Organisations representing hotels, restaurants and pubs say they have effectively been closed down without any financial support at a time of year crucial sustaining businesses and more than 100,000 jobs.
Industry leaders said suppliers across the country will be left in a "perilous financial state" due to the knock-on impact of widespread cancellations since people were urged to put off planned celebrations.
The Scottish Conservatives have urged the Scottish Government to create a “short-term compensation fund” to help businesses hit by a sudden slump.
Public Health Scotland “strongly urged” people to pull the plug on their festive celebrations on Thursday, after Omicron outbreaks were linked to a number of Christmas parties.
On Friday, Ms Sturgeon said: “It is incumbent on public health experts to set out very clearly and frankly the risks we face, and it is incumbent on me and government to pay attention to that advice.
“There is a significant risk with Omicron - and we are already seeing the reality of it - of Christmas parties or events with lots of people becoming super-spreaders.”
Marc Crothall, chief executive of the Scottish Tourism Alliance, said the advice had sent “a shockwave of anxiety and turbulence through Scotland’s tourism community.”
He said: “Within hours, we had received numerous messages, emails and calls from hotels, accommodation providers, restaurants and events venues with notification of mass cancellation of bookings representing a colossal loss of revenue, not just solely attributed to Christmas party night cancellations.
“One hotelier today who told me that business to the value of £250,000 for the remainder of this month has been wiped out. A restaurant in Edinburgh said that within 24 hours of the Public Health Scotland announcement they had received 500 cancellations.
“A hotel in Dunfermline asked what they can do about the 400 cancellations they’d received within 12 hours. A hotel in Aberdeen received 22 supplier deliveries the day before the announcement. They received 1000 cancellations and project a fall-off of £100,000, but still have the supplier bills to pay.
“This isn’t unusual, it's widespread. It’s happening to every tourism business. There’s little opportunity for them to recover losses at that level. “This also extends to the supply chain. The ripples of the impact of announcements and subsequent speculation reach far and wide within our industry and those who depend on it. Many are now worried about the future certainty of employment.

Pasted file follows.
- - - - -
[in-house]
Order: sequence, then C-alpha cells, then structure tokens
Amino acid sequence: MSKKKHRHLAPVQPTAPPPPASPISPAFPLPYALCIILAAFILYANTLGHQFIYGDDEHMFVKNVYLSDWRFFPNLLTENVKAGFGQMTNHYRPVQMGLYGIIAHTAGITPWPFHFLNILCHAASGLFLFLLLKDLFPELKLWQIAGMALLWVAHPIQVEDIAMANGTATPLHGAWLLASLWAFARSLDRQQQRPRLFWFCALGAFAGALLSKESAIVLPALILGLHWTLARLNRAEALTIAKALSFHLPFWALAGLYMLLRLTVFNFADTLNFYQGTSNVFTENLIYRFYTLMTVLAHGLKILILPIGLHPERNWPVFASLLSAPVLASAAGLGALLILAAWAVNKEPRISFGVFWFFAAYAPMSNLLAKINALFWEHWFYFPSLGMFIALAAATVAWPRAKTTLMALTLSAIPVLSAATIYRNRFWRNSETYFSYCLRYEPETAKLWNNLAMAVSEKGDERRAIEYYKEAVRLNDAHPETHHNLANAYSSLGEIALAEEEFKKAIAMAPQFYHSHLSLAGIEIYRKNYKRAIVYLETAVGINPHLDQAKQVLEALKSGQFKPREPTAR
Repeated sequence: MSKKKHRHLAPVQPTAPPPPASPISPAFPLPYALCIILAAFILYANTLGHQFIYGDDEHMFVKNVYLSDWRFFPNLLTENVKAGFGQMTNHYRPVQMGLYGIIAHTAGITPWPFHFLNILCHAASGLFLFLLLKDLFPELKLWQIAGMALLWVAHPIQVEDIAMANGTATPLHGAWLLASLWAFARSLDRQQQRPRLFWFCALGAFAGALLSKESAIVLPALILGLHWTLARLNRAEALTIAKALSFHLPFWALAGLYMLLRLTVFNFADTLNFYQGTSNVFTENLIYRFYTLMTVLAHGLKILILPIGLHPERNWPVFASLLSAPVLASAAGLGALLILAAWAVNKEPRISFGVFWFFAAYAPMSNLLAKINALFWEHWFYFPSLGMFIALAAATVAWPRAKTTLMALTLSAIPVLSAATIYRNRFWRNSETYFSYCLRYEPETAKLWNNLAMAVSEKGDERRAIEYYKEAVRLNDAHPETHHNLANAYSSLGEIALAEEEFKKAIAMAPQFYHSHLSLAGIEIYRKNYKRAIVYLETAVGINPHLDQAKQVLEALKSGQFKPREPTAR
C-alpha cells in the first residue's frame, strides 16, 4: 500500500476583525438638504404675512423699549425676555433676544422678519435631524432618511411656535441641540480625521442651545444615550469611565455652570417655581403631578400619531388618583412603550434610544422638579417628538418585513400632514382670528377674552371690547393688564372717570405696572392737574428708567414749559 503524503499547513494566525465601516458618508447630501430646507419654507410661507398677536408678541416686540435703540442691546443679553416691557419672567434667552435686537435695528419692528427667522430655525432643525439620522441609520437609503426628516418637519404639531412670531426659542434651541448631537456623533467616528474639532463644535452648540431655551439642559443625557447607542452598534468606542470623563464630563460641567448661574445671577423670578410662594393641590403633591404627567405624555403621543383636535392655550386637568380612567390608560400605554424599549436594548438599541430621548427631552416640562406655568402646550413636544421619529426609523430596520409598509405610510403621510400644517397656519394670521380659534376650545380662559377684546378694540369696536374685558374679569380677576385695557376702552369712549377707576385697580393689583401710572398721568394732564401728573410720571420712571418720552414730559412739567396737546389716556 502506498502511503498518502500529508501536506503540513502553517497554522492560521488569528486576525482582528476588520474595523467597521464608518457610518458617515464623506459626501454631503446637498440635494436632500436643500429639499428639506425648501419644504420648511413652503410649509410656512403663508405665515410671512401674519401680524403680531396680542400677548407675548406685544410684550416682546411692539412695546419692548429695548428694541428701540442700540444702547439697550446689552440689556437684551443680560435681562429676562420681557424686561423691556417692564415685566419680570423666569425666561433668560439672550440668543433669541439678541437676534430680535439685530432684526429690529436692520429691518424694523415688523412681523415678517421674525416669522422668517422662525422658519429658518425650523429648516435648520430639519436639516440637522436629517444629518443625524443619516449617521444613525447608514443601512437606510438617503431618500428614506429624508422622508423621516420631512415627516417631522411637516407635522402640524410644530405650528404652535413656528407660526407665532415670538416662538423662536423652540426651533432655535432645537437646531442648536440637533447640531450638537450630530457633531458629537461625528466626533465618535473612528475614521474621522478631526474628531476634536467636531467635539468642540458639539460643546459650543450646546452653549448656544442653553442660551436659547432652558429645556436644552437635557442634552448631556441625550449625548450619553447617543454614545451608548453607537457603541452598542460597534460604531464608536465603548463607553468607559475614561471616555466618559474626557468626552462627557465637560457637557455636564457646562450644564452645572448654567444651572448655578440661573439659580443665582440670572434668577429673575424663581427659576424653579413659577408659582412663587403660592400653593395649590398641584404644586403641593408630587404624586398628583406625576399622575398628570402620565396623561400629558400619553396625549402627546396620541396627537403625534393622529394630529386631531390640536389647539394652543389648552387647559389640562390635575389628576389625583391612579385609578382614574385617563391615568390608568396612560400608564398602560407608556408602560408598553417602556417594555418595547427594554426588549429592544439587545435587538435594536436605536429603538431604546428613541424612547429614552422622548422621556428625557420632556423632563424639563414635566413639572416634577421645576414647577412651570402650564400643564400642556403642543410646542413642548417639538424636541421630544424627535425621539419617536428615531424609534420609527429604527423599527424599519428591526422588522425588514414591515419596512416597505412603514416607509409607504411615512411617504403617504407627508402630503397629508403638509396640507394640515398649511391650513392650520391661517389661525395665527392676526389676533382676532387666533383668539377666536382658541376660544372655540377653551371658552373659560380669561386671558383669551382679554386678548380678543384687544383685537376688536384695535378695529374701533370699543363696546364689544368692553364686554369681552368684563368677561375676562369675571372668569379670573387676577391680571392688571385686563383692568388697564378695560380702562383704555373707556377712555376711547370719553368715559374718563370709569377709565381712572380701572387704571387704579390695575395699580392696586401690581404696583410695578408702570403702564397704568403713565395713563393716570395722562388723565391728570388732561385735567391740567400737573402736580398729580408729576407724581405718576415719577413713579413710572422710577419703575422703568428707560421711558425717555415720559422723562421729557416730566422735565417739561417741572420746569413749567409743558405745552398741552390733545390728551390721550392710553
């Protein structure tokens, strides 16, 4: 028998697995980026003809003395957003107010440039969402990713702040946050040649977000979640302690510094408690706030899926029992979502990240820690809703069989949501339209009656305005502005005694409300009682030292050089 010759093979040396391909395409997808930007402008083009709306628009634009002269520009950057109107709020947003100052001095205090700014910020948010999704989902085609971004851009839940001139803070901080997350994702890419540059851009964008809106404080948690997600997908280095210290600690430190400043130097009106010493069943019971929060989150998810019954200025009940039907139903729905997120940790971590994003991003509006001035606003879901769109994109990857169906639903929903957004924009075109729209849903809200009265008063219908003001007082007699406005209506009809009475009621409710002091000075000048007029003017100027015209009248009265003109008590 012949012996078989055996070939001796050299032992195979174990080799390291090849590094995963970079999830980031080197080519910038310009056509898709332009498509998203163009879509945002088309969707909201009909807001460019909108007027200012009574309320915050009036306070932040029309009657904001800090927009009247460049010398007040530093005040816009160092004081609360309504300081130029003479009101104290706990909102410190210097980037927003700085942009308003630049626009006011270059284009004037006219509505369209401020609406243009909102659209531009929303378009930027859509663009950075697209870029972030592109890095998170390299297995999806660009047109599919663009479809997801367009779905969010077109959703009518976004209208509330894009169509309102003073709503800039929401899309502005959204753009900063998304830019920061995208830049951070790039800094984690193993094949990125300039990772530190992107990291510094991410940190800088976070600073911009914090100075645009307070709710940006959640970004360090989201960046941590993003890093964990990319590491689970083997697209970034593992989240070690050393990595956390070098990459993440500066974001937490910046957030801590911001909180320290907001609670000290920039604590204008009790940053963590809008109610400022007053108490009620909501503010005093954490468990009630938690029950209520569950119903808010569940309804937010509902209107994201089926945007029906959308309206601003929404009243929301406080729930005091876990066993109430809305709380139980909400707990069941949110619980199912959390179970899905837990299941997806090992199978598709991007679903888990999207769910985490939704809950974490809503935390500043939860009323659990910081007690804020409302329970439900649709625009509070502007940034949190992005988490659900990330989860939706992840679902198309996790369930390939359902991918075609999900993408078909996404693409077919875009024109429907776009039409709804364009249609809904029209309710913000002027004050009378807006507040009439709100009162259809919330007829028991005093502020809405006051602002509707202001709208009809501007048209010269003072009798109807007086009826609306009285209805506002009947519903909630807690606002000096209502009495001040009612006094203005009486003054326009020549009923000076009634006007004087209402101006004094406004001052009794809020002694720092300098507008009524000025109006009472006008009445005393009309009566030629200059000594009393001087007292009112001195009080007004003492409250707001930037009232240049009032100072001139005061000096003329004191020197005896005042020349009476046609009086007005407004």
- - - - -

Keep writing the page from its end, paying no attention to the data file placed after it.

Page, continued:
"If an announcement of immediate financial support is not forthcoming within days, the industry is staring straight into the face of a dangerously bleak few weeks and months.”
Leon Thompson, executive director of industry body UKHospitality Scotland, which has estimated losses of up to £1 billion, said: “I have members quoting rates of cancellation of 30 to 100 per cent.
“The messaging has taken away the ability of businesses to make any money as this important time of the year, when they look to make around a third of their income. It’s devastating for them.
“As well as lost revenue, businesses have already paid for food and drink and entertainment which they will need to cover. Even if hospitality businesses are not liable, suppliers will be left in a perilous financial state, unable to sell to the sector.
“Without financial support from our governments, businesses are staring into the abyss. And with a further announcement coming from the Scottish Government, possibly on further restrictions, a sector already on its knees is fearing for survival.”
The Night Time Industries Association in Scotland said that many of its members were currently considering whether they can keep trading given the volume of cancellations in recent days.
A statement from the group said: “We estimate a direct result of more than £1 billion of additional economic damage to our sector and its supply chain is already baked in for December alone.
“We’re calling on Scottish Government to provide immediate support on a pound-for-pound basis to compensate businesses, protect their survival and preserve jobs.
“It is both morally and economically untenable for the costs of this new policy to be borne by small businesses without any additional support.”
Vice-chair Gavin Stevenson, director of the Mor-Rioghain group, which operates across Scotland, said: “It’s now clear the Scottish Government has left the sector open in name only.
“It’s now seen a critical decline in festive season trade, resulting in a threat to the very survival of small businesses and 100,000 jobs.
“If the new variant threatens the NHS then of course our sector will again step up and play our part – but government must also now step up and commit to replace lost festive season income.”
Scottish licensed Trade Association Colin Wilkinson said: “It's been an absolute disaster for the whole sector. It’s basically shutting us down.
"Some businesses have lost 100 per cent of their Christmas party bookings. It’s now going to the point where it may not be viable for some of them to stay open.
"The biggest issue is that there’s absolutely no support for anyone.”
Emma McClarkin, chief executive of the Scottish Beer and Pub Association. said: “Scotland’s hospitality sector desperately needs targeted and immediate economic support.
"Any further restrictions, such as an extension to Covid certification, would be entirely unworkable and completely unviable. We are pushing both Holyrood and Westminster governments to step up and save jobs this Christmas.”